Health Guide
Drug Guide


What is it?

Chronic obstructive pulmonary disease is a long-term lung disease. It is also called COPD. One type of COPD is emphysema (m-fuh-z-muh). Emphysema occurs when there is damage to the air sacs in the lungs. These air sacs pick up oxygen from the air. When air sacs are damaged, they cannot pick up enough oxygen. This may cause trouble breathing because less oxygen is getting to the lungs.


Cigarette smoking is the most common cause of COPD. Some diseases that you are born with may cause emphysema. It may also be caused by working in mining.

Signs and Symptoms:

The most common sign is trouble breathing that gets worse from year to year. With time, you may have trouble breathing while resting. You may also cough up small amounts of sputum. People with emphysema may be thin, breathe through pursed lips, or have a barrel-shaped chest.

Wellness Recommendations:

If you smoke, quit. Try to stay away from things that cause you trouble breathing. This may keep your emphysema from getting worse. It may help if you get shots to keep you from getting pneumonia and the flu.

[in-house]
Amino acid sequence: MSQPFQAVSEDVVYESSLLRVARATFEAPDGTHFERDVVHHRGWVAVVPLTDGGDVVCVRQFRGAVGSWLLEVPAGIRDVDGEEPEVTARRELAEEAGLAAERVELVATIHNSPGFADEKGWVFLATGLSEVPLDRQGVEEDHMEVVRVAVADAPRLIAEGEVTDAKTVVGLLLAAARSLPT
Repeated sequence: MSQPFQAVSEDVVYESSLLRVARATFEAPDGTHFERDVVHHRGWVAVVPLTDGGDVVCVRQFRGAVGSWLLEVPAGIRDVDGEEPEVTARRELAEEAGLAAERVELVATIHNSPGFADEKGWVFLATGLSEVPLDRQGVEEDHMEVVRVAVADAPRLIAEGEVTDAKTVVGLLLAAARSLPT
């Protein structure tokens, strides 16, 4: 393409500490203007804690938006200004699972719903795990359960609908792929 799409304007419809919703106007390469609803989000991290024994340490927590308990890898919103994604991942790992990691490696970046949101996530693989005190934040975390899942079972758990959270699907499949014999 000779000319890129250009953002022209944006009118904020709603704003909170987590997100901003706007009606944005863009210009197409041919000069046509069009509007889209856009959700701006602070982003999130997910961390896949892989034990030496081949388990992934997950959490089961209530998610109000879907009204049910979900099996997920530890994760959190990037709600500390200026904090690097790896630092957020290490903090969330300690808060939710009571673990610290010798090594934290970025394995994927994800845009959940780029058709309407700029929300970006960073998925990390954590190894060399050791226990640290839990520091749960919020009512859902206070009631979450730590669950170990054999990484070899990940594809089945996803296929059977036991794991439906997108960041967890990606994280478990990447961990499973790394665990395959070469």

Medical Care:

There is no cure for emphysema. But it can be treated with medicines and breathing treatments. You may need to be put in the hospital for tests and treatment.

Dietary Measures:

Herbs and Supplements:

Before taking any herbs or supplements, ask your caregiver if it is OK. Talk to your caregiver about how much you should take. If you are using this medicine without instructions from your caregiver, follow the directions on the label. Do not take more medicine or take it more often than the directions tell you to. The herbs and supplements listed may or may not help treat your condition.



Complementary Therapies:

Other ways of treating your symptoms : Other ways to treat your symptoms are available to you.

Talk to your caregiver if:


Care Agreement:

You have the right to help plan your care. To help with this plan, you must learn about your health condition and how it may be treated. You can then discuss treatment options with your caregivers. Work with them to decide what care may be used to treat you. You always have the right to refuse treatment.


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Last Updated: 9/15/2016

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